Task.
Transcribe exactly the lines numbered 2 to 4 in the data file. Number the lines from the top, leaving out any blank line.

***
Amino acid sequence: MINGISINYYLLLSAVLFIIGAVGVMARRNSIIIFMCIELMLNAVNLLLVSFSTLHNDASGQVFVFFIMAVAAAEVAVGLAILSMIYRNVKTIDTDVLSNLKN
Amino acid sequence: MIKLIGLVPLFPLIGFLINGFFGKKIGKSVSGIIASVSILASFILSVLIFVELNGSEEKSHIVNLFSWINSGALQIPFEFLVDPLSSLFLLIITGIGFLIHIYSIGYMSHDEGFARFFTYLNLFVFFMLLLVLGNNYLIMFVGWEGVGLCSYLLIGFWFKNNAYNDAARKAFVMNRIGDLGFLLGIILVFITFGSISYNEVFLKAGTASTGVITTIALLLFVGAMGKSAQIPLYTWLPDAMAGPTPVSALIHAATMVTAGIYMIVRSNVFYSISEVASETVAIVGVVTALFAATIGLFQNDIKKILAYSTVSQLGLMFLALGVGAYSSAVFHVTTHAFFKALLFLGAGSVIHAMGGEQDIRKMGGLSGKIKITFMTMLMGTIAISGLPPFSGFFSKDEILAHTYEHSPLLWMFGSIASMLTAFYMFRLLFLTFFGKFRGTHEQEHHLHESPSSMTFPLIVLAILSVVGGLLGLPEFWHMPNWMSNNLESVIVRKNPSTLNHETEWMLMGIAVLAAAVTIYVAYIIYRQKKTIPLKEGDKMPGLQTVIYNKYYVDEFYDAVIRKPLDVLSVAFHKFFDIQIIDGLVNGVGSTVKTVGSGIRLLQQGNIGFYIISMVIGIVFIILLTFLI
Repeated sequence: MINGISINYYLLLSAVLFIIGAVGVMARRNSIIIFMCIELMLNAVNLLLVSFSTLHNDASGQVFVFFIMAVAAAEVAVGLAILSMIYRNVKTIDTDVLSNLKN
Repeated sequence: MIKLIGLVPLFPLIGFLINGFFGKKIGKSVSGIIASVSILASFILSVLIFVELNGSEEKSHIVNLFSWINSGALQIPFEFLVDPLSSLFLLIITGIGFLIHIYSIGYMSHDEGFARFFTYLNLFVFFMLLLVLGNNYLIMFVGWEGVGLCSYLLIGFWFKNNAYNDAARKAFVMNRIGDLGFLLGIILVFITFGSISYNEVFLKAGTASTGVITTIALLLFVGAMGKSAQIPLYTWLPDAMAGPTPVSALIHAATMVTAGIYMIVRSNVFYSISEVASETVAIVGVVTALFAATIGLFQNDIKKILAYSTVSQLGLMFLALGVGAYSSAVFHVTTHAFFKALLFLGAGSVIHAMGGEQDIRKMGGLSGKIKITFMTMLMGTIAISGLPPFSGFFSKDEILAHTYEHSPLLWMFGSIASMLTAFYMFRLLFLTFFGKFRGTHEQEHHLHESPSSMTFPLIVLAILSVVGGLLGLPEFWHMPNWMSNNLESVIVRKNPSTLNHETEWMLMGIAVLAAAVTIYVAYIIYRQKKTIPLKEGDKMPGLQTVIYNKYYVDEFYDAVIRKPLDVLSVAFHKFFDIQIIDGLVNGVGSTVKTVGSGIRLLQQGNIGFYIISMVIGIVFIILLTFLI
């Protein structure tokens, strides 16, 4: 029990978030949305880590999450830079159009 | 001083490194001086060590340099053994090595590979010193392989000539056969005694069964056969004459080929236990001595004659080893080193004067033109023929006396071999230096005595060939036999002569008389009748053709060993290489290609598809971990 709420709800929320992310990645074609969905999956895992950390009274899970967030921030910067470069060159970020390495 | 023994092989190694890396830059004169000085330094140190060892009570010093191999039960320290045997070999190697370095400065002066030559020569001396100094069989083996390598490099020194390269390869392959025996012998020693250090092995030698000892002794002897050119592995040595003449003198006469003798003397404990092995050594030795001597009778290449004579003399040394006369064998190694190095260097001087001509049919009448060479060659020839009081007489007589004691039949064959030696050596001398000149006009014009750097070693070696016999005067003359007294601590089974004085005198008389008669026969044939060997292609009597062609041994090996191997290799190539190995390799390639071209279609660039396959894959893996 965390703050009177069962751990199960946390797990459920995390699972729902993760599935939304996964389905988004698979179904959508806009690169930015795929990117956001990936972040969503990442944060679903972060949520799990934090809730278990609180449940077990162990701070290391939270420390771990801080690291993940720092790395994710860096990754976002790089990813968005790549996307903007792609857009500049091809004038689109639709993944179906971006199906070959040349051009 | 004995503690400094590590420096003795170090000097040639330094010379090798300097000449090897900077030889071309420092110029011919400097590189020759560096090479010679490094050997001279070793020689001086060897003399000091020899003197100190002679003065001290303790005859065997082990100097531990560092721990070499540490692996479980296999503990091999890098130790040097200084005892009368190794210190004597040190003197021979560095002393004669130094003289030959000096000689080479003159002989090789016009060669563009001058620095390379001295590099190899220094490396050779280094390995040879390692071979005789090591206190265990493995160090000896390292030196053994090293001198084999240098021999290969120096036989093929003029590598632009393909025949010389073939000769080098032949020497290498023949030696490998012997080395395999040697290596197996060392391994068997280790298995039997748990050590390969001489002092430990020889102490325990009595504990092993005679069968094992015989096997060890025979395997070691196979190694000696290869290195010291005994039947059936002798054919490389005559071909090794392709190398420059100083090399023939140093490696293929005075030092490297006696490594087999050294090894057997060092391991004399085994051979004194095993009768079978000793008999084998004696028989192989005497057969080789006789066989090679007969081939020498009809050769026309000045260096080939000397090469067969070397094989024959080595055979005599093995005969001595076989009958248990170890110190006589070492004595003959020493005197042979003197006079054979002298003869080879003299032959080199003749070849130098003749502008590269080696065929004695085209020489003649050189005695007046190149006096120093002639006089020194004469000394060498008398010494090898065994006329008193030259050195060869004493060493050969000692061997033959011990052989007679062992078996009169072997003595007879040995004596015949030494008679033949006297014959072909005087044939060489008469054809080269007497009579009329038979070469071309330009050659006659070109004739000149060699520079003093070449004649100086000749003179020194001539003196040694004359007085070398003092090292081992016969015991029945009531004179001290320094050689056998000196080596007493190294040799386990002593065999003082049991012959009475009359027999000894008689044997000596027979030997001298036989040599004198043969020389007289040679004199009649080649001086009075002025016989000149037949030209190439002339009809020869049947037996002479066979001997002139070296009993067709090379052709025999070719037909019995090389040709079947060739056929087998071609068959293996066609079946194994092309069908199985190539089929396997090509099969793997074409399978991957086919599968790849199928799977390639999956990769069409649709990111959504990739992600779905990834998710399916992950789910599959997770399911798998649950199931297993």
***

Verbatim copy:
Amino acid sequence: MIKLIGLVPLFPLIGFLINGFFGKKIGKSVSGIIASVSILASFILSVLIFVELNGSEEKSHIVNLFSWINSGALQIPFEFLVDPLSSLFLLIITGIGFLIHIYSIGYMSHDEGFARFFTYLNLFVFFMLLLVLGNNYLIMFVGWEGVGLCSYLLIGFWFKNNAYNDAARKAFVMNRIGDLGFLLGIILVFITFGSISYNEVFLKAGTASTGVITTIALLLFVGAMGKSAQIPLYTWLPDAMAGPTPVSALIHAATMVTAGIYMIVRSNVFYSISEVASETVAIVGVVTALFAATIGLFQNDIKKILAYSTVSQLGLMFLALGVGAYSSAVFHVTTHAFFKALLFLGAGSVIHAMGGEQDIRKMGGLSGKIKITFMTMLMGTIAISGLPPFSGFFSKDEILAHTYEHSPLLWMFGSIASMLTAFYMFRLLFLTFFGKFRGTHEQEHHLHESPSSMTFPLIVLAILSVVGGLLGLPEFWHMPNWMSNNLESVIVRKNPSTLNHETEWMLMGIAVLAAAVTIYVAYIIYRQKKTIPLKEGDKMPGLQTVIYNKYYVDEFYDAVIRKPLDVLSVAFHKFFDIQIIDGLVNGVGSTVKTVGSGIRLLQQGNIGFYIISMVIGIVFIILLTFLI
Repeated sequence: MINGISINYYLLLSAVLFIIGAVGVMARRNSIIIFMCIELMLNAVNLLLVSFSTLHNDASGQVFVFFIMAVAAAEVAVGLAILSMIYRNVKTIDTDVLSNLKN
Repeated sequence: MIKLIGLVPLFPLIGFLINGFFGKKIGKSVSGIIASVSILASFILSVLIFVELNGSEEKSHIVNLFSWINSGALQIPFEFLVDPLSSLFLLIITGIGFLIHIYSIGYMSHDEGFARFFTYLNLFVFFMLLLVLGNNYLIMFVGWEGVGLCSYLLIGFWFKNNAYNDAARKAFVMNRIGDLGFLLGIILVFITFGSISYNEVFLKAGTASTGVITTIALLLFVGAMGKSAQIPLYTWLPDAMAGPTPVSALIHAATMVTAGIYMIVRSNVFYSISEVASETVAIVGVVTALFAATIGLFQNDIKKILAYSTVSQLGLMFLALGVGAYSSAVFHVTTHAFFKALLFLGAGSVIHAMGGEQDIRKMGGLSGKIKITFMTMLMGTIAISGLPPFSGFFSKDEILAHTYEHSPLLWMFGSIASMLTAFYMFRLLFLTFFGKFRGTHEQEHHLHESPSSMTFPLIVLAILSVVGGLLGLPEFWHMPNWMSNNLESVIVRKNPSTLNHETEWMLMGIAVLAAAVTIYVAYIIYRQKKTIPLKEGDKMPGLQTVIYNKYYVDEFYDAVIRKPLDVLSVAFHKFFDIQIIDGLVNGVGSTVKTVGSGIRLLQQGNIGFYIISMVIGIVFIILLTFLI